Dry Air Central Heating System
Dry air systems, also called forced air heating, are still popular in the States and frequently used in the UK in the 1960s and 70s. In this system, a boiler heats the air, which then travels through the vents. A wet air central heating system relies on convection from hot water traveling through a radiator, but in a forced air heating system, the warm air directly enters the room through a vent on the wall or floor.
In the UK, this type of heating system is still popular in commercial buildings, and it can also accommodate a central air conditioning system. As we mentioned, most homes with a dry air system have replaced them with a wet air system.
Electric vs Gas
You might not have a choice as to whether you have electric or gas heating in your home. If your home does not have a gas line, then you’re stuck with electricity. That said, each of these methods has its pros and cons.
Electric Central Heating System
An electric central heating system is the only option for homes not connected to the gas grid, so a very simple pro is that it allows people to have central heat even if they do not have access to a gas line.
Electrical heating is more expensive overall. There are ways to mitigate this a bit, though. Using storage heaters helps you take advantage of lower electricity rates. Plus, some of the newer models have smart features that allow you to set timers and schedules and determine when to release heat and how much. If you’re invested in electricity and want to do something that will truly deliver the most bang for your buck, look into installing solar panels. Using this energy to power a heating system dramatically lowers your monthly operating cost, but it requires a large upfront investment. Thankfully, the cost of solar panels is dropping rapidly with mass adoption and improvements in solar technology.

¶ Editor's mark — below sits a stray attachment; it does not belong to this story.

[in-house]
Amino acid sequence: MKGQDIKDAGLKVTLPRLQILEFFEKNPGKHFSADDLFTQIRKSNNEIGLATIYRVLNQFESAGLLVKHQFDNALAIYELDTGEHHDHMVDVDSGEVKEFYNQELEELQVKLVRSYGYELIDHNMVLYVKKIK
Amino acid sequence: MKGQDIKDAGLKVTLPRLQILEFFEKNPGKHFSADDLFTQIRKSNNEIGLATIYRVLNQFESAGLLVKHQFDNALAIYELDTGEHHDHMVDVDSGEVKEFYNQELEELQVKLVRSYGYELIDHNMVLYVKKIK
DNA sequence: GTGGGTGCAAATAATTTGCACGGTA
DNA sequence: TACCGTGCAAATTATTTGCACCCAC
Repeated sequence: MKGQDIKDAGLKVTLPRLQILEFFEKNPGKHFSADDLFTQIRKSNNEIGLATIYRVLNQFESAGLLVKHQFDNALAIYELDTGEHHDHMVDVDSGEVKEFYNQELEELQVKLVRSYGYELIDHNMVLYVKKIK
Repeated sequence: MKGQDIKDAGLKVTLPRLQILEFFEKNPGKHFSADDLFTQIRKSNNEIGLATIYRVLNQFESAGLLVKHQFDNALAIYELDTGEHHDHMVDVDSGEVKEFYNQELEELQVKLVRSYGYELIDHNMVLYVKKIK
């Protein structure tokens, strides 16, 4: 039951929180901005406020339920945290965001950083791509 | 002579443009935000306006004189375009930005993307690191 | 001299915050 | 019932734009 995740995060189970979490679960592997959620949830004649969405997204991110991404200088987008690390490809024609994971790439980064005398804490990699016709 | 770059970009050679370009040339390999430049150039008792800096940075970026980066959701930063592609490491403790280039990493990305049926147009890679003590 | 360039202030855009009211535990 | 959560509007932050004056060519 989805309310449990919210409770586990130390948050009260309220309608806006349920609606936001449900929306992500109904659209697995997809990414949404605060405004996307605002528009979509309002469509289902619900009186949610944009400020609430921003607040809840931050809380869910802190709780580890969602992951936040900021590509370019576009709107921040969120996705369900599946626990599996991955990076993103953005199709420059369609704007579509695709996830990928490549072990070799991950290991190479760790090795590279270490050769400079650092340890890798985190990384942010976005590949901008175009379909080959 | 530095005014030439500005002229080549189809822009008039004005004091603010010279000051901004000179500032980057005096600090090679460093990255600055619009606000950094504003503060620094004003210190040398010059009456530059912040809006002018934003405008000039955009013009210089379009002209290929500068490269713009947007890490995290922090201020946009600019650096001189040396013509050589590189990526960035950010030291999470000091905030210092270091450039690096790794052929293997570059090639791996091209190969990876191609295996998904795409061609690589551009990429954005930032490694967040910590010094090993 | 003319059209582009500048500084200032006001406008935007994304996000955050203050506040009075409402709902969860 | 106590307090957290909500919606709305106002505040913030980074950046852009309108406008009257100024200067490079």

Gas Central Heating System
Gas is cheaper than electricity, and newer energy-efficient models have a relatively low operating cost. If you have a gas central heating system and an old boiler, it’s worth looking into a new one as it’s likely to save you money in the long run.
Gas tends to be cheaper than electricity, but that doesn’t mean it’s cheap. Gas prices do fluctuate, so it’s smart to do everything possible to ensure that your boiler runs as efficiently as possible.
Although it has the significant advantage of being inexpensive and effective, gas does have some downsides. Not all homes are connected to the gas grid, and unlike electricity, there is no way to generate your own natural gas or get a carbon neutral supply.
If you want gas heat but do not have a gas line to your home, it’s possible to have one installed, but the process is complicated and expensive. You may save more money in the long run by staying electric and investing in solar panels instead.
If you have a gas boiler in your home, make sure that it’s serviced and maintained regularly.
Other Types of Fuel
While electric and gas are the two most popular types of heating systems, there are other options. Here are a few of them:
LPG Central Heating System
Liquid petroleum gas, or LPG, is another option for homes not connected to the gas grid. A tanker truck delivers the fuel, and it is stored in a tank that is typically buried underground in the garden. This type of system is typically a wet system, which, as we mentioned, means that the fuel heats water in a boiler and that the heat travels through the home through radiators.
While this is an effective and affordable heating system, there are some downsides. First, saying the tank is unsightly is an understatement. Some homes may already have them, in which case they may already be buried in the garden. But this is not always the case as some people rent them from the supplier.